How the humble comic book could become the next classroom superhero



You might think comics are just packed full of superheroes, funny animals and silly jokes, and you wouldn’t be far wrong. But while the term “comic book” might also bring to mind something that is outdated and just for young kids, what you might not know is that comics are being used to great effect in many classrooms and lecture theatres around the world.

And our recent study shows why, because we found that the use of comic books actually enables students to better remember information. Our research showed that the students that read a comic book version got more memory questions correct compared to when the same information was presented in text format alone – or in a combination of random images and text.

This shows that the way comic books are structured – to include a special combination of words and pictures in a certain sequence – increases students’ ability to remember information. Which was in this case undergraduate level biological psychology.

Why do comics work?

There are good theoretical reasons why comics might be better at imparting information to students. A lot of which has to do with what the influential cognitive psychologist, Allan Paivio, called “dual-coding theory”.

Comics: not just for the kids. Shuttertsock

Comics: not just for the kids. Shuttertsock

This is the idea that we deal better with material which is presented in both a verbal and a visual manner. And Paivio has argued that teachers should make more use of both types of information in educational settings.

Comics are an ideal “dual-coding medium”. The images and text combine to form a final product that is greater than the sum of its parts. Skilled writers and artists can make even the most abstract material clearer to understand.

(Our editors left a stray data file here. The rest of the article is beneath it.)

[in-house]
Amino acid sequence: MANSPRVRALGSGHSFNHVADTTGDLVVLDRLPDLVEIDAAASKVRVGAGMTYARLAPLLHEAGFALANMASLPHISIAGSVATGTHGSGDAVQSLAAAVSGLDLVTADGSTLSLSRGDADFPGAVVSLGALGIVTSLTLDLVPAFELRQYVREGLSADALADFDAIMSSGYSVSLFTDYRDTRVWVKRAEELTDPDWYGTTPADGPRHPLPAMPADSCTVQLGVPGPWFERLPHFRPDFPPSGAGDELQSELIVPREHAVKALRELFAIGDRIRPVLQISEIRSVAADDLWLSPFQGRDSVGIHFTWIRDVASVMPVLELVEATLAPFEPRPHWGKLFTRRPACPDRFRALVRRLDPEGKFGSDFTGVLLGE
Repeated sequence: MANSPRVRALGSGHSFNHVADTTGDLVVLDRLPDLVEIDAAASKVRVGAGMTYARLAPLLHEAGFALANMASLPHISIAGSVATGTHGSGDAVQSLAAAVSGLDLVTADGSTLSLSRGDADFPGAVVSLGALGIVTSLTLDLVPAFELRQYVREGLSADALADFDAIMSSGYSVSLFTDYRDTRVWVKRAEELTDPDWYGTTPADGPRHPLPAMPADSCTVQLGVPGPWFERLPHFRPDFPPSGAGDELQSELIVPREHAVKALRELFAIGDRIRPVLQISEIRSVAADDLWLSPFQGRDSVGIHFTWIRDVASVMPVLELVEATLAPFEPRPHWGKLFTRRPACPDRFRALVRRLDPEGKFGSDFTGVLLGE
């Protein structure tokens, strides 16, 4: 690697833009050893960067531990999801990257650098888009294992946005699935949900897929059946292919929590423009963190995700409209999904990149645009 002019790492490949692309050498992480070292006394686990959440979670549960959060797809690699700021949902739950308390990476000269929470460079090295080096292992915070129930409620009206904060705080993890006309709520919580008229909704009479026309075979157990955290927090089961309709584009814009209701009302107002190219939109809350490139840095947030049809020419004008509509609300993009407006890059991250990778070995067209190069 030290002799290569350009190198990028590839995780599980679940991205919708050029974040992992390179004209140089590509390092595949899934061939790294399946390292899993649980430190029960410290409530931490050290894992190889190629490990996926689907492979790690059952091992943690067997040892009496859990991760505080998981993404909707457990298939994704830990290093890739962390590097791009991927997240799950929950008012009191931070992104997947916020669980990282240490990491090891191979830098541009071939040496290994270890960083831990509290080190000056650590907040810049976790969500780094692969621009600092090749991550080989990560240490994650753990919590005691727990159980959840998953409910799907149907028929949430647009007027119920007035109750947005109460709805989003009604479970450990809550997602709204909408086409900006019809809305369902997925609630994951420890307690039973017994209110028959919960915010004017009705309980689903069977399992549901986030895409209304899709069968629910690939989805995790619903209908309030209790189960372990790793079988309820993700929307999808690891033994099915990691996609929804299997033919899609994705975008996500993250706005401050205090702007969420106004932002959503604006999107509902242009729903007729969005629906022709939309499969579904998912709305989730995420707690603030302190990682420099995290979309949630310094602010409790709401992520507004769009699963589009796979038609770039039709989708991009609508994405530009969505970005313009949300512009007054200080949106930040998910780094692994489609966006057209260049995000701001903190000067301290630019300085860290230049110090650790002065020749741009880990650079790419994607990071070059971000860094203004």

This means that the words and pictures act to support each other so that the memory for the material is stronger. And our study supports the “dual-coding” aspect of comics.

Unique teaching tool

As part of the research, we used pages from my textbook: Biological Psychology – An illustrated Survival Guide which is written in comic book format and aimed at teaching undergraduate students the rudiments of biological aspects of psychology. And there are a number of other books like this already out there – that use a comic format to teach.

 Page from Biological Psychology – An illustrated Survival Guide. Author provided

Page from Biological Psychology – An illustrated Survival Guide. Author provided

Books like Optical Allusions by Jay Hosler, who uses comics very effectively to teach how vision works to college age students, and the cartoon guide books by Larry Gonick, which cover topics as diverse as statistics, physics and the history of the universe.

There is also a long history of comics being used as supplementary materials in school settings. And these have ranged from using comics as tools for teaching different subjects like sociology, perceptual skills, and reading. While more recently the use of comics has been suggested in a number of different disciplines including geography, linguistics and even medicine.

Some authors have also suggested the benefits of using comics to teach children with learning difficulties. This is because the context from the images can help students to read the words. Students with learning difficulties are also known to do better with upper case plain fonts, which are often used in comic book word balloons.

More than words and pictures

While this is the first time a study has shown how the use of comics can mean an improvement in the recall of information, other studies also offer support for the use of comics in an educational setting.

Previous studies have also found that students tend to enjoy learning using comics – which of course is half the challenge when trying to teach students.

So all in all, it seems that comics may well be helpful in enhancing educational experiences. Comic books produced specifically for school-use – that fit in with the curriculum – could be of real value to students, and may actually be better than traditional books.

This may seem at odds with the idea of comics as only good for muscle bound heroes saving the world from super villains. But by separating the usual content of comics from the actual format of comics, it’s clear that they too can have a role to play in the classroom.

Author Bio:Paul Aleixo is a Senior Lecturer in Psychology at Sheffield Hallam University